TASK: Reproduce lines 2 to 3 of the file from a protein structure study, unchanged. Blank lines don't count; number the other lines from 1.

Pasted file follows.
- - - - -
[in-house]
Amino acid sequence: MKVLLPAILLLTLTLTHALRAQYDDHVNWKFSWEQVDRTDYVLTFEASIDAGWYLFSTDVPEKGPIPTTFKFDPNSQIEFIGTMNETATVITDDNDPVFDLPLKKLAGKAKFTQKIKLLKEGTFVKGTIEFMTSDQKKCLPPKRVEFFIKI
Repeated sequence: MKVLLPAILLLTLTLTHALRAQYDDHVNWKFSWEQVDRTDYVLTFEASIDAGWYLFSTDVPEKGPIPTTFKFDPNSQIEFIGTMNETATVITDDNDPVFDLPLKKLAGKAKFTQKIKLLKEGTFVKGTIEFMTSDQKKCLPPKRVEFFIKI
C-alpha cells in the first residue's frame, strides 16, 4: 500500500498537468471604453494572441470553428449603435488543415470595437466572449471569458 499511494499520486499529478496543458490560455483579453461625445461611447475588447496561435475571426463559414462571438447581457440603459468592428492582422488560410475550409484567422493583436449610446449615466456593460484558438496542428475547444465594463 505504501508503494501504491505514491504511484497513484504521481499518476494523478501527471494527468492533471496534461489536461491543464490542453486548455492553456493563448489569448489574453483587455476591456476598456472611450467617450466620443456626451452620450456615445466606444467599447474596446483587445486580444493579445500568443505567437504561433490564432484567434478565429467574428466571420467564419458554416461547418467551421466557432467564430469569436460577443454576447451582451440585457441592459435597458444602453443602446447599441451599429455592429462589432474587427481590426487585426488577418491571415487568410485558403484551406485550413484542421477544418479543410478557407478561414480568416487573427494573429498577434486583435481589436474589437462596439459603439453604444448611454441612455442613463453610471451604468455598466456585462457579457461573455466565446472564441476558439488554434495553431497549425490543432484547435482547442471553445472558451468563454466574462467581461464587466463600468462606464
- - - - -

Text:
Amino acid sequence: MKVLLPAILLLTLTLTHALRAQYDDHVNWKFSWEQVDRTDYVLTFEASIDAGWYLFSTDVPEKGPIPTTFKFDPNSQIEFIGTMNETATVITDDNDPVFDLPLKKLAGKAKFTQKIKLLKEGTFVKGTIEFMTSDQKKCLPPKRVEFFIKI
Repeated sequence: MKVLLPAILLLTLTLTHALRAQYDDHVNWKFSWEQVDRTDYVLTFEASIDAGWYLFSTDVPEKGPIPTTFKFDPNSQIEFIGTMNETATVITDDNDPVFDLPLKKLAGKAKFTQKIKLLKEGTFVKGTIEFMTSDQKKCLPPKRVEFFIKI